`Queen of the Nurburgring` Sabine Schmitz Passes Away At 51
The longtime racing driver and TV presenter had been battling cancer since 2017by Michael Fira, on LISTEN 06:11
Twice a winner of the 24 Hours of the Nurburgring, former Top Gear presenter Sabine Schmitz loved the world’s longest permanent race track more than just about anything in the world and also knew it better than her own pocket. She may have never reached the peaks of motor racing by competing in Formula 1 or Indycar but nobody ever dared to deny her prowess around her home track that she raced on even while battling the disease that ultimately took her away from us.
One of the fastest women around the `Green Hell`
Born in 1969, the same year as seven-time F1 champ Michael Schumacher, Sabine Schmitz was once likened to a ’female Schumi’ by Top Gear. The German, a native of Nurburg who spent virtually all her life a stone’s throw away from the 13-mile road course, ended up as one of Top Gear’s presenters a few years later and was probably quicker than Schumacher himself around the famous ’Northern Loop’.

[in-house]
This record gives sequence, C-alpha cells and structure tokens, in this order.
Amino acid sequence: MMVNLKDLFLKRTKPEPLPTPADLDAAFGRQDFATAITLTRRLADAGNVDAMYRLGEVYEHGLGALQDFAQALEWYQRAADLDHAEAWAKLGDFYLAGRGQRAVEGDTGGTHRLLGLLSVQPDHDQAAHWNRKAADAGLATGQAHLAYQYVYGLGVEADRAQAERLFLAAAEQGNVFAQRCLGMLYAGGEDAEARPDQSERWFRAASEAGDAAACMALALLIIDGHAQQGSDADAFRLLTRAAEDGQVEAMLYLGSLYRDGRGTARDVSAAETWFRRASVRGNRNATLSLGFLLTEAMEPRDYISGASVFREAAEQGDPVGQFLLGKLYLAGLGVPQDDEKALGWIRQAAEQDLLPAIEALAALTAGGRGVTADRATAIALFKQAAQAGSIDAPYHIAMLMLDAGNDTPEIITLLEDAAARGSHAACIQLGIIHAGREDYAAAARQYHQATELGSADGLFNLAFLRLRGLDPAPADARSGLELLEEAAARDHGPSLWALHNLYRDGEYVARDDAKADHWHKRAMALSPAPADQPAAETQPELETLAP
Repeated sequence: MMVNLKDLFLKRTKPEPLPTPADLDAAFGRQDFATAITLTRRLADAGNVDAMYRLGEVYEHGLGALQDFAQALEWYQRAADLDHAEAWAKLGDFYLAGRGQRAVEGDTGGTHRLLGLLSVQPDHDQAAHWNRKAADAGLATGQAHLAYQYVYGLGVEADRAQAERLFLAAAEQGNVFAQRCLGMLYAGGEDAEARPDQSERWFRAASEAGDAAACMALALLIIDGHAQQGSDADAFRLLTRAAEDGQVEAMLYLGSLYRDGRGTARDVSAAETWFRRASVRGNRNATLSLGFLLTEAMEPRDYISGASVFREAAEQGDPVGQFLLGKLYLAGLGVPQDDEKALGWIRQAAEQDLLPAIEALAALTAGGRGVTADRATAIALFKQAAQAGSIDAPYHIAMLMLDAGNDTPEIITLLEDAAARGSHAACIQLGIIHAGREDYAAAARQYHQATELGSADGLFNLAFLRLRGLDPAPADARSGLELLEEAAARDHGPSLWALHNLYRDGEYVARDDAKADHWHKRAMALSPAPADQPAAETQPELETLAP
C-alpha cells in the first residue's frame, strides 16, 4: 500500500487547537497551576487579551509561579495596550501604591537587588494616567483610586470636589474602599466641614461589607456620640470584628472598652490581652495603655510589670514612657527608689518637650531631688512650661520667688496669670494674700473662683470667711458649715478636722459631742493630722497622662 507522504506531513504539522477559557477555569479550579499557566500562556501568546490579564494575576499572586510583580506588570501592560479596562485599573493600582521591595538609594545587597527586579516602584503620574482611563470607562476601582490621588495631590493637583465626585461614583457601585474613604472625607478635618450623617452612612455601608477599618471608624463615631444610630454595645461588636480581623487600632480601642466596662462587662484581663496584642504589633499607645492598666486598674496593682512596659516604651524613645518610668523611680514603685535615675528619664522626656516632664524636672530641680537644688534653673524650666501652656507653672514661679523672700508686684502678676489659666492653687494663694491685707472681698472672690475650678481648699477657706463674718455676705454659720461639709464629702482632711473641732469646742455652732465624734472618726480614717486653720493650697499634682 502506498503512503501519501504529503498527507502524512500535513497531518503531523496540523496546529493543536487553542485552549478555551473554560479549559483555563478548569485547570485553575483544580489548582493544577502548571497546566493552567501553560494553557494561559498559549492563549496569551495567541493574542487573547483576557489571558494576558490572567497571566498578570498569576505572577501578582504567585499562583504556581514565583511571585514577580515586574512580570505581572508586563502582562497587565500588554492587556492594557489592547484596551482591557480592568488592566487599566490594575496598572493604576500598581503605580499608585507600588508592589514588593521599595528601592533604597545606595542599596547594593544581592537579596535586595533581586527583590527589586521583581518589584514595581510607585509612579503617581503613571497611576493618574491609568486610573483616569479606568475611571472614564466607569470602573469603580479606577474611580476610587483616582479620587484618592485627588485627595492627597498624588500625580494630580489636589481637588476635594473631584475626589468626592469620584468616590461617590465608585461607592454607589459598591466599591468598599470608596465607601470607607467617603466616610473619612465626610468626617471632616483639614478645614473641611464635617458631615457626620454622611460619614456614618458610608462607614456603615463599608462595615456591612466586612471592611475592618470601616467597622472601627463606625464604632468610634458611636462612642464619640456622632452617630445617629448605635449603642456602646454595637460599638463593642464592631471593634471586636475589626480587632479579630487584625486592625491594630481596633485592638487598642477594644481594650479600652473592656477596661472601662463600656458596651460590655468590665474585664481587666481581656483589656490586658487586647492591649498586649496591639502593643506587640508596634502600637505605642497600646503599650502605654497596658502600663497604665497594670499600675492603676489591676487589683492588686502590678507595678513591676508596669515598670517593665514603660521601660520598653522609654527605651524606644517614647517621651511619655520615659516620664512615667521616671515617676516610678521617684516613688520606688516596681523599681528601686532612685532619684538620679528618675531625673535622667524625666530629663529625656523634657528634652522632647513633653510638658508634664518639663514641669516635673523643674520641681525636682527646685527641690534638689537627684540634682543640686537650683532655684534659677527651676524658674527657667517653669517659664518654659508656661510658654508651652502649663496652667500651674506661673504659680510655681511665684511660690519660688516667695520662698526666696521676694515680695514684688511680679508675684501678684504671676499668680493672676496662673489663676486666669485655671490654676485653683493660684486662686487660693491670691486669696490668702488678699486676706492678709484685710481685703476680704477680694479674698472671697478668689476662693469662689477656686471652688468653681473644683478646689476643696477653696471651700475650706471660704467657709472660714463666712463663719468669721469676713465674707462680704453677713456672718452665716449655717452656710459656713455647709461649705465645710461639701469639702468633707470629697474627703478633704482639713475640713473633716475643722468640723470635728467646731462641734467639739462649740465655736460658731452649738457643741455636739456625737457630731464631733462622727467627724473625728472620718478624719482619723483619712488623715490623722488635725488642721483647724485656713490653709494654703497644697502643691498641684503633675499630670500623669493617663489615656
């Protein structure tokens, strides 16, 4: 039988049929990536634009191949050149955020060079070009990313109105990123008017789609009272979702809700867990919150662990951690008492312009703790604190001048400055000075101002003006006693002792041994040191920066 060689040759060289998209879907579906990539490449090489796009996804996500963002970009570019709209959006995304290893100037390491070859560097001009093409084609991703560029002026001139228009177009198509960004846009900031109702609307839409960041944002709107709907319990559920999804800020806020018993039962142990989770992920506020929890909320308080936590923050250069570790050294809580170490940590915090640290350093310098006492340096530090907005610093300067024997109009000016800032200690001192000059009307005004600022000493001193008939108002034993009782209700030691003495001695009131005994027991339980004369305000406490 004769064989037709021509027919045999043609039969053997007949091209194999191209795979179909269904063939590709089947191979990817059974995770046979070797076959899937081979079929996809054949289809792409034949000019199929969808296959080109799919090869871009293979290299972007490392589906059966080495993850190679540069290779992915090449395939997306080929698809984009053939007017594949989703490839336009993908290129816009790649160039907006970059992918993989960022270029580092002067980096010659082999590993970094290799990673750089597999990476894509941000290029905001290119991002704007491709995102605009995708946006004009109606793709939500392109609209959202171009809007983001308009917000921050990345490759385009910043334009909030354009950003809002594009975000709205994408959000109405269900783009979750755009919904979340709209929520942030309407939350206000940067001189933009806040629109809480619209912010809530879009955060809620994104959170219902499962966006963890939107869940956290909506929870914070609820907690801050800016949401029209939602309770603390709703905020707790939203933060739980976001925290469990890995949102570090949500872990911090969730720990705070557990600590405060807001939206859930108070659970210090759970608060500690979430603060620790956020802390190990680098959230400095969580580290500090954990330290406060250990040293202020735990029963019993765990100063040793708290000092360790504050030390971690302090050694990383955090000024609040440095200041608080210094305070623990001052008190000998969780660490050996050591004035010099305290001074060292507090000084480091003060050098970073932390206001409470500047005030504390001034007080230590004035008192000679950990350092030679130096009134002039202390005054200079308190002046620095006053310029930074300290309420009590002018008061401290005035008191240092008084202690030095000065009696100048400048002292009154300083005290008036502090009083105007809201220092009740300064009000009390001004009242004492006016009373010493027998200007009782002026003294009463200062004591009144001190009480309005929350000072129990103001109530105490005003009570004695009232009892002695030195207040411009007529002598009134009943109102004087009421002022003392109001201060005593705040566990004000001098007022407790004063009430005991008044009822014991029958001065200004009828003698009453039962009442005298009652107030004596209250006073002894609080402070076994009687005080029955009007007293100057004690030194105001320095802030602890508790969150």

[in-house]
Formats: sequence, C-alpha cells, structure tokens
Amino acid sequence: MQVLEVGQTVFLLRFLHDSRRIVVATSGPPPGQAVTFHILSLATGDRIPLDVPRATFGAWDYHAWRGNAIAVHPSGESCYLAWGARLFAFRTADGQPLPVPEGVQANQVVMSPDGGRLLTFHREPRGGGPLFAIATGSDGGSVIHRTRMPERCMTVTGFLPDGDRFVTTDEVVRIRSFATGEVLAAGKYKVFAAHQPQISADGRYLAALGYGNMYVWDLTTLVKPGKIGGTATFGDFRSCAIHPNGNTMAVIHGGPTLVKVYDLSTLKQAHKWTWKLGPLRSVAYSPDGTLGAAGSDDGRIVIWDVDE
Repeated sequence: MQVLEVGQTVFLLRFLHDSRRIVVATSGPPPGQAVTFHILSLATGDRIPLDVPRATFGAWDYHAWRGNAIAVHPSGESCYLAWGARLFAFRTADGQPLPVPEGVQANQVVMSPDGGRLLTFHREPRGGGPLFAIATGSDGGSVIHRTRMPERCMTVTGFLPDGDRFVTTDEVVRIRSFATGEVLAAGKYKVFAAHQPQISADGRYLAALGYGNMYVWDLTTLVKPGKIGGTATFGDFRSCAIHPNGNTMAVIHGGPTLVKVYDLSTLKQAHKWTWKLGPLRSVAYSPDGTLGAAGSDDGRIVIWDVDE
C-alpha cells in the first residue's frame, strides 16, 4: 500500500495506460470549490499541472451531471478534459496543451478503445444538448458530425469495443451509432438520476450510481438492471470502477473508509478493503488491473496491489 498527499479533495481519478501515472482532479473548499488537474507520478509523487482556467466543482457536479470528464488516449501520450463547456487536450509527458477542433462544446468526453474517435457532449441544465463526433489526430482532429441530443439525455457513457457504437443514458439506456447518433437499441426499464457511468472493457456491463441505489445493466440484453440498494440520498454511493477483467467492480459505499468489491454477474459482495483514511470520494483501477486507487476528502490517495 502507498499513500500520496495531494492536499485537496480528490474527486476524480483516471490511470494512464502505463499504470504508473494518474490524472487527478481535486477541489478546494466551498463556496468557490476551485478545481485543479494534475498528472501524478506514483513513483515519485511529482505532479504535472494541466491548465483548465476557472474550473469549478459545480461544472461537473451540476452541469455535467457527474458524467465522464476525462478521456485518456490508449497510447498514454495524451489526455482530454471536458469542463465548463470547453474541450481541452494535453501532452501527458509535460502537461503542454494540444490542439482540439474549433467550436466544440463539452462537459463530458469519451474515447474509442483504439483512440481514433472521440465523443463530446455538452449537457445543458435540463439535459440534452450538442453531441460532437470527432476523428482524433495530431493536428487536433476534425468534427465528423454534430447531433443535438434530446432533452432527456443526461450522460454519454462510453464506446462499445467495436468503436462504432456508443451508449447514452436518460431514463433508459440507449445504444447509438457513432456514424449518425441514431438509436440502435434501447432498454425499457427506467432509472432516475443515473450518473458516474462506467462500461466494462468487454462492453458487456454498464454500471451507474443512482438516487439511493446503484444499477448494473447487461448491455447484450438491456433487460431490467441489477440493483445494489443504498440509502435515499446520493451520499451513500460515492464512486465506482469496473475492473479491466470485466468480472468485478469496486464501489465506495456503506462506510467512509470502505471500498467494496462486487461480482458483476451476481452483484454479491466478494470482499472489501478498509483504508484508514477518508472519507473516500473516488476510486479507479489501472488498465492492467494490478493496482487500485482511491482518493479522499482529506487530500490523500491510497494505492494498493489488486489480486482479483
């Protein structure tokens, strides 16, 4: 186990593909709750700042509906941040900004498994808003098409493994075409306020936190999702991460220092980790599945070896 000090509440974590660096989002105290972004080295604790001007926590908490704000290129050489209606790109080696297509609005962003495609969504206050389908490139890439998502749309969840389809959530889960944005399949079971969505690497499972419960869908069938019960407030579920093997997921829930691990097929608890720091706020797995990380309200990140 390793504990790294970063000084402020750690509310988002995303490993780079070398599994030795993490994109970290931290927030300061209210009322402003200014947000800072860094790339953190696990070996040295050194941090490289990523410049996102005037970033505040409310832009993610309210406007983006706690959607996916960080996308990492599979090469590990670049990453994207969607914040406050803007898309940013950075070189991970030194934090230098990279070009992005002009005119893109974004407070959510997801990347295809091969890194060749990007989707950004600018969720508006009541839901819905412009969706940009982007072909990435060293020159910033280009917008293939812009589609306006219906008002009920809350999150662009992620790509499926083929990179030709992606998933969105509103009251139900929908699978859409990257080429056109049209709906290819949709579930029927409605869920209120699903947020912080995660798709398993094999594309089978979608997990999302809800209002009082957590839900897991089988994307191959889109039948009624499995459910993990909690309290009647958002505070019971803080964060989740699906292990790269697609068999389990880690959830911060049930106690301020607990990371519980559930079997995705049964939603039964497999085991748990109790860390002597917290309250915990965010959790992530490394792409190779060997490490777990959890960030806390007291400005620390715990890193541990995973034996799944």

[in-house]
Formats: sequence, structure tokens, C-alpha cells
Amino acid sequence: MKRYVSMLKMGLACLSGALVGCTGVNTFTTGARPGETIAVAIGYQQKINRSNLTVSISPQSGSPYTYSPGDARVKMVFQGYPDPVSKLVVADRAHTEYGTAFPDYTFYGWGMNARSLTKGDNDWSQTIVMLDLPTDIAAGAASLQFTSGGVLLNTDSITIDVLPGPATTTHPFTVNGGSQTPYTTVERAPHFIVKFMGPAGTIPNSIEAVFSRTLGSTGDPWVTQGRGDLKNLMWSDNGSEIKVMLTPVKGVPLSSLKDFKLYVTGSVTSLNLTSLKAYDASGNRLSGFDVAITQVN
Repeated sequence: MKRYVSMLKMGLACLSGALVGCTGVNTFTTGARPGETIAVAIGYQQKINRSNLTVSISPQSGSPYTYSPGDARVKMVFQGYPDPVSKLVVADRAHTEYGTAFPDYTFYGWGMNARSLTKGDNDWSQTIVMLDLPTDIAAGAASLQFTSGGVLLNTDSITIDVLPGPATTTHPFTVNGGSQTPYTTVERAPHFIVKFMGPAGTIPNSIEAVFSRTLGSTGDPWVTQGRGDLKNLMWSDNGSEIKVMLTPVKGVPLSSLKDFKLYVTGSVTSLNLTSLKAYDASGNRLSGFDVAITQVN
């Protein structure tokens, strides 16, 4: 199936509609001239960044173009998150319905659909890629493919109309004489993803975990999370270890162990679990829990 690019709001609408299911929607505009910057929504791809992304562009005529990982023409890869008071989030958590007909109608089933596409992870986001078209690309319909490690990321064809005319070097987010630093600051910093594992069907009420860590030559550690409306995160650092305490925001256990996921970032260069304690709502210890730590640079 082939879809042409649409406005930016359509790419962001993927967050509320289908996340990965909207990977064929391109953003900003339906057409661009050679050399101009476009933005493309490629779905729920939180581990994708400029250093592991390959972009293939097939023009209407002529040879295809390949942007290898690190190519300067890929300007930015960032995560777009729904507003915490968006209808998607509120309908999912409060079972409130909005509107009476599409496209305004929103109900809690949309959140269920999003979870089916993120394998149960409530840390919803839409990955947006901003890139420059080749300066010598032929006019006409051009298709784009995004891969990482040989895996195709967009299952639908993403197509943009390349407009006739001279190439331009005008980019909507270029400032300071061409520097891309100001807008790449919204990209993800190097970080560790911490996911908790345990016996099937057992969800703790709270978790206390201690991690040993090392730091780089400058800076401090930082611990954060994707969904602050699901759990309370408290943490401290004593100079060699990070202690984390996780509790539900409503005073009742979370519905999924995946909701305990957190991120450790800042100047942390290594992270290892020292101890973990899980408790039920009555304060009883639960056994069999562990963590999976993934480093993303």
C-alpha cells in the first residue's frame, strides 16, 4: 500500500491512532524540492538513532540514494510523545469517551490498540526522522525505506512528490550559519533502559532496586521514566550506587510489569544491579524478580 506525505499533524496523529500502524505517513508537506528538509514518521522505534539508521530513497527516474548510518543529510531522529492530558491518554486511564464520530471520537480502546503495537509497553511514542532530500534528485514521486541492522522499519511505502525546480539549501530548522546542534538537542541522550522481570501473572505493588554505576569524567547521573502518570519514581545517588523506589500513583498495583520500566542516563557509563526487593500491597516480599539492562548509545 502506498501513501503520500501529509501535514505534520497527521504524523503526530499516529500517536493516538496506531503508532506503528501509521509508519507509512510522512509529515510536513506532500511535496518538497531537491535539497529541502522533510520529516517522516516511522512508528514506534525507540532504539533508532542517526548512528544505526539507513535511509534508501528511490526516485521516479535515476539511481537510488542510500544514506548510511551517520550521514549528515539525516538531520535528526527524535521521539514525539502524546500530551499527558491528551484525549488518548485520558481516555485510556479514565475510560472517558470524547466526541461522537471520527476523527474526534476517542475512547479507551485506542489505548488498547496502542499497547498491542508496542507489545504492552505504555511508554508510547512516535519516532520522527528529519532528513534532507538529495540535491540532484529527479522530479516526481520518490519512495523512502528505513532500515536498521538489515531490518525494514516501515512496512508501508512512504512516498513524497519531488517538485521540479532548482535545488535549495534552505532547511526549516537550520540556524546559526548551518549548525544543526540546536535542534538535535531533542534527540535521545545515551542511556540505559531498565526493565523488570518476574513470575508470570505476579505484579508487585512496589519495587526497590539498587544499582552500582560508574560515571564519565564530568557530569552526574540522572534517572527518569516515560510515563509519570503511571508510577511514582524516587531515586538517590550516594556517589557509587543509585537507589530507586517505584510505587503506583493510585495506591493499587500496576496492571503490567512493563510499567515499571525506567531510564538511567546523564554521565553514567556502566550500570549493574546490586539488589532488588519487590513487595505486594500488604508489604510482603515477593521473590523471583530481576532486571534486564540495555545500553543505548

How, you may ask? Well, Sabine, who passed away on Tuesday at the age of 51 after a courageous battle with a "very persistent" form of cancer, has raced around the Nurburgring for over three decades. Her wealth of experience of every bump and pebble around the Nordschleife, translated in over 30,000 laps around the track made her a stout competitor be it in the 24-hour race or the odd World Touring Car round she’d do.
"I was always fast on roller-skates, on a bicycle," she said. "It didn’t matter what, it had to be fast — I had the fastest horse in the surroundings," she added, quoted by Motor Sport magazine. Growing up in the nearby Hotel am Tiergarten, she saw many F1 drivers come and go as they checked in before their races at the Nurburgring. This, as well as her experiences of the track in the back of her dad’s Ford Granada, fueled her passion for speed and racing.